Afterwards (again) the Ashram members performed their great repertoire of songs accompanied by Kawi on guitar, the old ‘genjek’ of Eastern Bali which showed the normally quiet and obliging members in the rather contrasting performance role of an unruly group of men, presumably in drinking session and at the end ‘letting their hair go’, lamenting over the need for education and study for their young ones about to enter (high) school, and to stay away – ironically – from the very same activities the men were indulging on. Perhaps a kind of pressure relief from conforming to the many delicate social constraints demanded on the traditional Balinese – well, they surely ‘let it rip’ on the show! Also the boys and girls performed the more sedate and traditional dances such as the welcome dance etc. I think us the visitors were saved from a complete whitewash by the tango (thanks Juan and Louise) and again Juan with his terrific guitar and singing of Quantanamera and La Bamba in his native Spanish that got all of us dancing! (thank God no one took video of me!). Chancy had us in a spell during the reading of her very moving poem that she wrote at the Ashram which I had asked her for a copy to include here, or the Ashram’s website. I would try to follow up with an email as it really was a good poem, and the reading was sublime. Thank you Chancy. Yvonne played her own song, so most of us had a go of sorts. I belonged to the ‘of sorts’.
Despite the joyous night, there was a touch of the unspoken message of ‘all good things must come to an end’ as the following day participants will start leaving with myself flying in the late afternoon to Jakarta for a two nights’ stay there for the nephew’s wedding reception.
Returning from Jkt I spent another four nights at the Ashram in the company of new guests: a family from Holland Ed, Haneka and daughters Mayka and Sitska (a pure stab at the spellng – slap me on the wrist for mis-spelling and, more importantly, tell me!), and Helmi a young man from Malaysia who were all charmed by the life (and the food!) at the Ashram. Robbie, a yogi student from Satyananda Ashram in NSW, Australia and Jane Sloane, an old friend of the Ashram from Australia, both late arrivals during the retreat week, and Louise who had decided to spend the rest her time in Bali at the Ashram. It was a nice way of cushioning the departure of the core yoga group as we chatted over a number of meals. Louise and I (ok mainly Louise the dynamo organiser) resumed our morning yoga and taking in the class with a number of older and the younger members of the Ashram, which was quite beneficial for everyone I think. Our attempts at leading forced us to try to remember and practise the poses we had with Yvonne which was the best way to practise which was greatly helped by Louise’s very organised and structured notes! On my last morning, however, as Louise missed the session with a stubbed toe and thankfully Rob offered to take the class which definitely saved me from ‘mis-leading’ the class. And Rob was also a good teacher (well, it is his craft!) and the members and me personally picked up a few hints that helped me with some poses (well Yvonne always encourages about trialling different teachers – and she was right). Thank you Rob and I suggested to him to perhaps run the morning classes to complement that of Kawi’s afternoons, esp as the younger members were still on holidays. I intend to stay in touch with Rob.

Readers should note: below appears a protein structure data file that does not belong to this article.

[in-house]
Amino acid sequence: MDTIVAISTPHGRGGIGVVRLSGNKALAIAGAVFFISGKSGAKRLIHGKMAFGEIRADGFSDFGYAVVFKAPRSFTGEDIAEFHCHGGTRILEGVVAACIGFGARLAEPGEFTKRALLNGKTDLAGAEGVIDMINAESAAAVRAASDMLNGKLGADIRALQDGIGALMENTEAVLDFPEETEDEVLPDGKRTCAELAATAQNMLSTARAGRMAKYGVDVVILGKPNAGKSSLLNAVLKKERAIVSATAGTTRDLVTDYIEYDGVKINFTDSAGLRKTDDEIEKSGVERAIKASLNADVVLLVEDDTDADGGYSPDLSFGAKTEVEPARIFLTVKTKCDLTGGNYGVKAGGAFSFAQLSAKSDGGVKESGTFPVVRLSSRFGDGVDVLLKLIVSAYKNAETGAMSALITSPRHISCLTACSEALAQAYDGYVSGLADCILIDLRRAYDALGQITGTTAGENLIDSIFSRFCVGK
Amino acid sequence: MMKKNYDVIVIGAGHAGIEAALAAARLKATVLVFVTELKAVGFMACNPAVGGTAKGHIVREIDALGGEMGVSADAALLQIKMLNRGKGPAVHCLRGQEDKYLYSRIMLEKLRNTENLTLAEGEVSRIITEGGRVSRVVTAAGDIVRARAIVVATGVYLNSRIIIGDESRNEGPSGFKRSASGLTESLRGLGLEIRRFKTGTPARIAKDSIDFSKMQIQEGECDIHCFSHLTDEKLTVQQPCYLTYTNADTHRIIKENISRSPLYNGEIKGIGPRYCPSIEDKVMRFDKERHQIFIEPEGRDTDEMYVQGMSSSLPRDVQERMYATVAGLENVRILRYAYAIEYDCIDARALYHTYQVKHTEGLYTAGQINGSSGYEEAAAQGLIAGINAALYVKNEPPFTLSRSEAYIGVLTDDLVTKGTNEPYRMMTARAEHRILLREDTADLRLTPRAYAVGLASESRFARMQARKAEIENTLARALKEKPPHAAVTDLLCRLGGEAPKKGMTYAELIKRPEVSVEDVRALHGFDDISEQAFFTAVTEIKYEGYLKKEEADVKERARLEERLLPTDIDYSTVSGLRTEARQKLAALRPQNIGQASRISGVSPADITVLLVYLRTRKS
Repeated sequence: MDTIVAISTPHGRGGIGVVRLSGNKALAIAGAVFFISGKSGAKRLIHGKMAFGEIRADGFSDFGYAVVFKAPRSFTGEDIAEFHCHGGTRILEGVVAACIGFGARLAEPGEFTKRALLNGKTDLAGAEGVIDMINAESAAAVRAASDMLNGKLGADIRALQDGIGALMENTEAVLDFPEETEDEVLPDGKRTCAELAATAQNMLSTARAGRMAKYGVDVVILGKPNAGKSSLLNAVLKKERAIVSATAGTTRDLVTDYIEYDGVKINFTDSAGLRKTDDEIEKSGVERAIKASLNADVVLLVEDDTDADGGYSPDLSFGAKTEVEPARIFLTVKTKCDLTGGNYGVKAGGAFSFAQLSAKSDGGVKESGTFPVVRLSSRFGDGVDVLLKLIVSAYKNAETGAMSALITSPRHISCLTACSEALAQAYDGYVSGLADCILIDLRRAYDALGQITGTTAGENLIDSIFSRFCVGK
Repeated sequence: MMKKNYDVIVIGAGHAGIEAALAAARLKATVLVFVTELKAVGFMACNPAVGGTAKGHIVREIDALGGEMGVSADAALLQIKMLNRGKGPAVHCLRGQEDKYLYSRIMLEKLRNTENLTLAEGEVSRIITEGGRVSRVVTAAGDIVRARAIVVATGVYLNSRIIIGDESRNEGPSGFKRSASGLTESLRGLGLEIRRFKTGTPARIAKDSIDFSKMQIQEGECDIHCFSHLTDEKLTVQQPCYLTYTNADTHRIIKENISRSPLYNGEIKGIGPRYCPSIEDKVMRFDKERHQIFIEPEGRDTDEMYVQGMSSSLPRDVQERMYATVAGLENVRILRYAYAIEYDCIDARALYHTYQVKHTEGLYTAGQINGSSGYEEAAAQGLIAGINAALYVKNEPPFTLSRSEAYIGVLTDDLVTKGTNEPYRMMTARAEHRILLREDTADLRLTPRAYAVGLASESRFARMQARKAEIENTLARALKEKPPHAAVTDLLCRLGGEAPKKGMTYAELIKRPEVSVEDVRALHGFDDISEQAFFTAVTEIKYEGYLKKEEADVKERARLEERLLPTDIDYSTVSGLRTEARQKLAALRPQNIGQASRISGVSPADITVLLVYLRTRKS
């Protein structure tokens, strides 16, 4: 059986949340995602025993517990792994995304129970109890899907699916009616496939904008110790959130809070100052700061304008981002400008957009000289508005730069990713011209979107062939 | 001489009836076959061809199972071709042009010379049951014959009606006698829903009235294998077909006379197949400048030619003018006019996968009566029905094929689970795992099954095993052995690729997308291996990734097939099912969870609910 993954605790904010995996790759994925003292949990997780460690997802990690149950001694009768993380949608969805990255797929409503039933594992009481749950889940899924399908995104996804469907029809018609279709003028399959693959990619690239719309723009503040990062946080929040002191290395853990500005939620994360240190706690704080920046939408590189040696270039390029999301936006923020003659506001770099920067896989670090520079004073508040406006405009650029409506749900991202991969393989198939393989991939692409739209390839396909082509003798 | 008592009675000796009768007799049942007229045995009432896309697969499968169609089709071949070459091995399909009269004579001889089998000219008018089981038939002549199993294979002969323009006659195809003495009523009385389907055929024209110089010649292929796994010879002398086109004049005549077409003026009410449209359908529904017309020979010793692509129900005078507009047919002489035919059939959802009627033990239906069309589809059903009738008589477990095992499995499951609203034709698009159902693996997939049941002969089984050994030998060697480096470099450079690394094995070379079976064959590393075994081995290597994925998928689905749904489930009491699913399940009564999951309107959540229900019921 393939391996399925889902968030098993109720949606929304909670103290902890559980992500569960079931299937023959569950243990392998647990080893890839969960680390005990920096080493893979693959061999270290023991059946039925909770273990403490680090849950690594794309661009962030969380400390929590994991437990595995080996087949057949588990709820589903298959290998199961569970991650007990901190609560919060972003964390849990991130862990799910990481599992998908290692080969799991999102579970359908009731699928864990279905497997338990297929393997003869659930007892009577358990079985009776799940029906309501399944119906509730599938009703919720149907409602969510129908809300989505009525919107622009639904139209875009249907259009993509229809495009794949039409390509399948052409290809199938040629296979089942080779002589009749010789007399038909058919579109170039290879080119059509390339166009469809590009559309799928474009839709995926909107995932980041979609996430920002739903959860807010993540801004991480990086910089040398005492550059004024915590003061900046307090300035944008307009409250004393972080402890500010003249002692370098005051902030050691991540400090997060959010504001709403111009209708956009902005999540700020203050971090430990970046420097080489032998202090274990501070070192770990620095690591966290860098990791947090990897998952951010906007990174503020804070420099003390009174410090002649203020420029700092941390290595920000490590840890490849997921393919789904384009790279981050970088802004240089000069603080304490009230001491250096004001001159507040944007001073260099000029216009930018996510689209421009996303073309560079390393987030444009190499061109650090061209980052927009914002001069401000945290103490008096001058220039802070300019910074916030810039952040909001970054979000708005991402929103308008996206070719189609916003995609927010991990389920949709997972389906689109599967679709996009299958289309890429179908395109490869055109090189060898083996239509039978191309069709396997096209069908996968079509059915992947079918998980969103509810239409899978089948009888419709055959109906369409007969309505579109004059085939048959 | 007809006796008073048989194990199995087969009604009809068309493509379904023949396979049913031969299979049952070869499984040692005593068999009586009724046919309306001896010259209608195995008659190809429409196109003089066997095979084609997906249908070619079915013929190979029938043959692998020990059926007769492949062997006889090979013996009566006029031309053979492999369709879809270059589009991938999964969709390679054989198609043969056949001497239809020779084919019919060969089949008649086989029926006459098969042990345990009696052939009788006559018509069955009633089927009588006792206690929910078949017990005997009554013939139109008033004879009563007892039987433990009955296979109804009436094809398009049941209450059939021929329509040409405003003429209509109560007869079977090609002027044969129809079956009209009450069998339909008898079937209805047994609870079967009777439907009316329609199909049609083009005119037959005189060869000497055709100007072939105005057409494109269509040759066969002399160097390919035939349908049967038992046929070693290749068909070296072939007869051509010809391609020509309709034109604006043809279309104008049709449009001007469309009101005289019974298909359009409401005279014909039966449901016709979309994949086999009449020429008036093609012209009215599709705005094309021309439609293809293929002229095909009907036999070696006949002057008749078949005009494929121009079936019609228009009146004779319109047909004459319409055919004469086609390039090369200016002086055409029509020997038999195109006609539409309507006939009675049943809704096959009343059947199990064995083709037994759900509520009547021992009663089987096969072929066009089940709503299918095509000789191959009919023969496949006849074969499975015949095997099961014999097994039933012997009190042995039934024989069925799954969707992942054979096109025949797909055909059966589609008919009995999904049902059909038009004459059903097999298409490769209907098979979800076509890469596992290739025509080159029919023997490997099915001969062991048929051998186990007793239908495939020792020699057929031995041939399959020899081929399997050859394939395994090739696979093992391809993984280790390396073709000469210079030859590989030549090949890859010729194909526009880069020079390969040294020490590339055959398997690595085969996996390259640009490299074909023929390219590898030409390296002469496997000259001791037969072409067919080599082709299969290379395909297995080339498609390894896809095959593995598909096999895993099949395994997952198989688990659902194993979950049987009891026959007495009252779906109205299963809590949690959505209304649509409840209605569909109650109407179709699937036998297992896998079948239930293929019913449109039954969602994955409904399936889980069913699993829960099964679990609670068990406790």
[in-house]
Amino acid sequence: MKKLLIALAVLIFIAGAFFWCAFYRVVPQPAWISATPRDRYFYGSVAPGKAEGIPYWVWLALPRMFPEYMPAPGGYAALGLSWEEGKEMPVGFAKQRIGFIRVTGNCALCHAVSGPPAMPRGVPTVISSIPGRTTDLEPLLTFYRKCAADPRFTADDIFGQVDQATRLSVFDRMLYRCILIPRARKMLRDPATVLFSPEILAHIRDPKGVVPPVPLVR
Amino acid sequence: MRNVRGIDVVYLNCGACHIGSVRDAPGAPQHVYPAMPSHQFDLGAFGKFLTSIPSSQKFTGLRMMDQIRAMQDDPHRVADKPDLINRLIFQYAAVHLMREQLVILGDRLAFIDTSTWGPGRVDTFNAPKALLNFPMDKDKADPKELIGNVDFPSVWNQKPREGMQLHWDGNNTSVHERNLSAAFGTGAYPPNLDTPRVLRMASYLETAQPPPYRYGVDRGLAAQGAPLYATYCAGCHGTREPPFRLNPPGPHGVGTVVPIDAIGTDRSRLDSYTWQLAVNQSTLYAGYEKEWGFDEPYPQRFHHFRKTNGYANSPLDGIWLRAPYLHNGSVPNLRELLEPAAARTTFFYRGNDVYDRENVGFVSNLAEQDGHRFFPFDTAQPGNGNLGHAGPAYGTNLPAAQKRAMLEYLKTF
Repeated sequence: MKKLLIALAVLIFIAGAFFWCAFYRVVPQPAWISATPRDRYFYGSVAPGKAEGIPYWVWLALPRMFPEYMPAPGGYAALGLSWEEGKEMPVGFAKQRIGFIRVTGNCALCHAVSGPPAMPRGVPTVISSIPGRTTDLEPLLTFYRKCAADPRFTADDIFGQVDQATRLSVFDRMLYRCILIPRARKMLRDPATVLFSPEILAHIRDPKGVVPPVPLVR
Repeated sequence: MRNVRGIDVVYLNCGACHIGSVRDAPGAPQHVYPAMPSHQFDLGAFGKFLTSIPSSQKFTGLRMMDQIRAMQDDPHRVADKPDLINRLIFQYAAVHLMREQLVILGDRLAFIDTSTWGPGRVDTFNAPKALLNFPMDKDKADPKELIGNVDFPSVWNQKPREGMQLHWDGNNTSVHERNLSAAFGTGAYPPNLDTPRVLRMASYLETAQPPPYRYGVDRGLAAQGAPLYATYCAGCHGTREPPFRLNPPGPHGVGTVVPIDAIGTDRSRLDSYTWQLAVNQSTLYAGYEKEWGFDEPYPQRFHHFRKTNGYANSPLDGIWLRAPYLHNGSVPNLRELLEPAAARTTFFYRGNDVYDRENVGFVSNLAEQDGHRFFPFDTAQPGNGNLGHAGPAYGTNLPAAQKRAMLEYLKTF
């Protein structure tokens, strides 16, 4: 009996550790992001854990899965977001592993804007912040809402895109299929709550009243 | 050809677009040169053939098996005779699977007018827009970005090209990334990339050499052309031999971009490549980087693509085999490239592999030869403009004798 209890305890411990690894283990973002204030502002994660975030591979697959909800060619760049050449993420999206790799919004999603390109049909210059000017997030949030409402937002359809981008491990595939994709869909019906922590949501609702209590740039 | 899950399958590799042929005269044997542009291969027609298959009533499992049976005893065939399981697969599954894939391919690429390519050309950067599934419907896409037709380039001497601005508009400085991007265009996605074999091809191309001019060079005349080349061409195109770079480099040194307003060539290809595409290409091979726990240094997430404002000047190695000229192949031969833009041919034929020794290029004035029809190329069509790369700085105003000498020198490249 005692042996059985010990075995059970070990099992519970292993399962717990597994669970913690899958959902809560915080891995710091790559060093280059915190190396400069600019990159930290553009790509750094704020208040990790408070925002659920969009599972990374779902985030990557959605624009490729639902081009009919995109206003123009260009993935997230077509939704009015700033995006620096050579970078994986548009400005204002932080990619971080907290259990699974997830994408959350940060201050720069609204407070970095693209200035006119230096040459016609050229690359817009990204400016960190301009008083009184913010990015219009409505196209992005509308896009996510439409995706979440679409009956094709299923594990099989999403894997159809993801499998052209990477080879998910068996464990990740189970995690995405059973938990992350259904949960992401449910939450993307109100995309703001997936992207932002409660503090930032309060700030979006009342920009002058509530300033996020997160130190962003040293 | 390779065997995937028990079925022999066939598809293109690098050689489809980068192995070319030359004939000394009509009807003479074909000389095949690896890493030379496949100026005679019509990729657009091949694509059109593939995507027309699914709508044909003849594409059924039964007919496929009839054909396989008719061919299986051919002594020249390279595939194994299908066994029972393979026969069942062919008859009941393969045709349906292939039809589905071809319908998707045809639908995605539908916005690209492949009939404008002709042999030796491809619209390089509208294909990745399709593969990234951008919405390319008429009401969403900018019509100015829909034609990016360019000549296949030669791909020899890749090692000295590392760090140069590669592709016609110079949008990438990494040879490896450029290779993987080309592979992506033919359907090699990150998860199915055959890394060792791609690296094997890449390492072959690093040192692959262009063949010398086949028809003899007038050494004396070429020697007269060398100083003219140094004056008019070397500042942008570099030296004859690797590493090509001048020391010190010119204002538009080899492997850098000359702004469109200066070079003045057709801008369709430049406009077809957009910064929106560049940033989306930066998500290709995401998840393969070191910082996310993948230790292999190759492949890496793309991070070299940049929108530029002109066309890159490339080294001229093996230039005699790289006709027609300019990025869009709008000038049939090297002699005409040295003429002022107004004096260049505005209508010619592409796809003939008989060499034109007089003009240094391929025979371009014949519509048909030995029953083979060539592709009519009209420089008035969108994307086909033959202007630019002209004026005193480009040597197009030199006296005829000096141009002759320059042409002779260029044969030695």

I will try to include some more pics in this blog and on Flickr and will alert first the participants and previous participants of the retreats for their comments/inputs. However, as some of the participants are still travelling and may not have easy access to the internet, I will keep re-editing this posting with additional material. So keep checking this posting for updates!
Finally, sincere thanks to all the participants, Kawi and all members of the Ashram, Pak Sadra for squeezing us in his super busy schedule, and a host of others who supported our programs right from the start. Without all these goodwills our retreat will not be as meaningful as we had. As we say in Bali – Matur Suksma or Suksma for short.
This retreat builds on the foundation set in September last year and this June 2011 retreat in turn triggers a few ideas which only augur well for our next one in September 25 this year, with the bookings already moving along nicely.